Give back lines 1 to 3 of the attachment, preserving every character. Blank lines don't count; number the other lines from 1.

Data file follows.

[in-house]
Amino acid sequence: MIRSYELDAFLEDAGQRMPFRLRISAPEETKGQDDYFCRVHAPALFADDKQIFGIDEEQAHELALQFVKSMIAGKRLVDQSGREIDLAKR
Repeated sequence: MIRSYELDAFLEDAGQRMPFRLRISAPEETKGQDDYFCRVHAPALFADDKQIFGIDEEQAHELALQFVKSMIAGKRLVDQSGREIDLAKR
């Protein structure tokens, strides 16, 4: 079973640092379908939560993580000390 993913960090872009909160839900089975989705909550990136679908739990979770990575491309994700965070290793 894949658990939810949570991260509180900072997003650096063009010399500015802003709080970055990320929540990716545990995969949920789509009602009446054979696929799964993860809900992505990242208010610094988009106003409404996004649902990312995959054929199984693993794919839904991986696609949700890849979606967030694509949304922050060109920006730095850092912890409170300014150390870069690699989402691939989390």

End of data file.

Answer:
[in-house]
Amino acid sequence: MIRSYELDAFLEDAGQRMPFRLRISAPEETKGQDDYFCRVHAPALFADDKQIFGIDEEQAHELALQFVKSMIAGKRLVDQSGREIDLAKR
Repeated sequence: MIRSYELDAFLEDAGQRMPFRLRISAPEETKGQDDYFCRVHAPALFADDKQIFGIDEEQAHELALQFVKSMIAGKRLVDQSGREIDLAKR